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Education and Income Growth: Implications for Cross-Country Inequality
Journal of Political Economy
Vol. 103, No. 6 (Dec., 1995), pp. 1289-1301
Published by: The University of Chicago Press
Stable URL: http://www.jstor.org/stable/2138712
Page Count: 13
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This paper examines the extent to which patterns of human capital convergence can account for observed patterns of income inequality between countries. To do this I decompose national income into three components: one due to education levels, one reflecting the return to education, and a residual component. I then examine in turn the contribution of each of them to changes in income dispersion. Among the developed countries, convergence in education levels has resulted in a reduction in income dispersion. However, for the world as a whole, incomes have diverged despite substantial convergence in education levels. This is a result of increases in the return to education that favor the developed countries at the expense of the less developed countries.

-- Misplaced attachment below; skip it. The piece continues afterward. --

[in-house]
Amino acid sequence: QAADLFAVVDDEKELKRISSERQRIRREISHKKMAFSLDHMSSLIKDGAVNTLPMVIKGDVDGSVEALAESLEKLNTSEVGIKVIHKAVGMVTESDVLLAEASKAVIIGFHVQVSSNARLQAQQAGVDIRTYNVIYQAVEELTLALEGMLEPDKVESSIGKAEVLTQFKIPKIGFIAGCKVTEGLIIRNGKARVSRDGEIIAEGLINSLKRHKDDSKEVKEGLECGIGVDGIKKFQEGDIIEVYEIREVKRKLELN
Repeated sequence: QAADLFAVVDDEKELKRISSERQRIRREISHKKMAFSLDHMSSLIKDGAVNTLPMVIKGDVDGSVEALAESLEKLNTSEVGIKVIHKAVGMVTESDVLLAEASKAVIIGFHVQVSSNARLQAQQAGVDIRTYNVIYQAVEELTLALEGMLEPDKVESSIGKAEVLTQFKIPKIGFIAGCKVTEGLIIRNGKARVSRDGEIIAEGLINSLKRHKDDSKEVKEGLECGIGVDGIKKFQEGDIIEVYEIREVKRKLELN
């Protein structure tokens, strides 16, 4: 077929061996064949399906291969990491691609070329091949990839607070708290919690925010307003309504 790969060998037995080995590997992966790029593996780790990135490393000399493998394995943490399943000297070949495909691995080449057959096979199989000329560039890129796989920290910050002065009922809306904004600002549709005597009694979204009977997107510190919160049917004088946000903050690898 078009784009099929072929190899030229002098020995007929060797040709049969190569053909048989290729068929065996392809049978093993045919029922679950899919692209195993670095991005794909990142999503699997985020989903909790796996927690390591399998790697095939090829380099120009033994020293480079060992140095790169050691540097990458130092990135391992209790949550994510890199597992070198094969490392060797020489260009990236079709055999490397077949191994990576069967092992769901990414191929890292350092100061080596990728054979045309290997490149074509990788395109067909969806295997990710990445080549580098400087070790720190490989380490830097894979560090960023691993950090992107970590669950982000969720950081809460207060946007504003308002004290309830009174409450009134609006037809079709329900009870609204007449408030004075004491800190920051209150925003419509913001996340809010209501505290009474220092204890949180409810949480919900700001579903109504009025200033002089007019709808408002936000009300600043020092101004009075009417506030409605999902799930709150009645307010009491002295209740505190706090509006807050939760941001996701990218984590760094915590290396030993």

Journal of Political Economy © 1995 The University of Chicago Press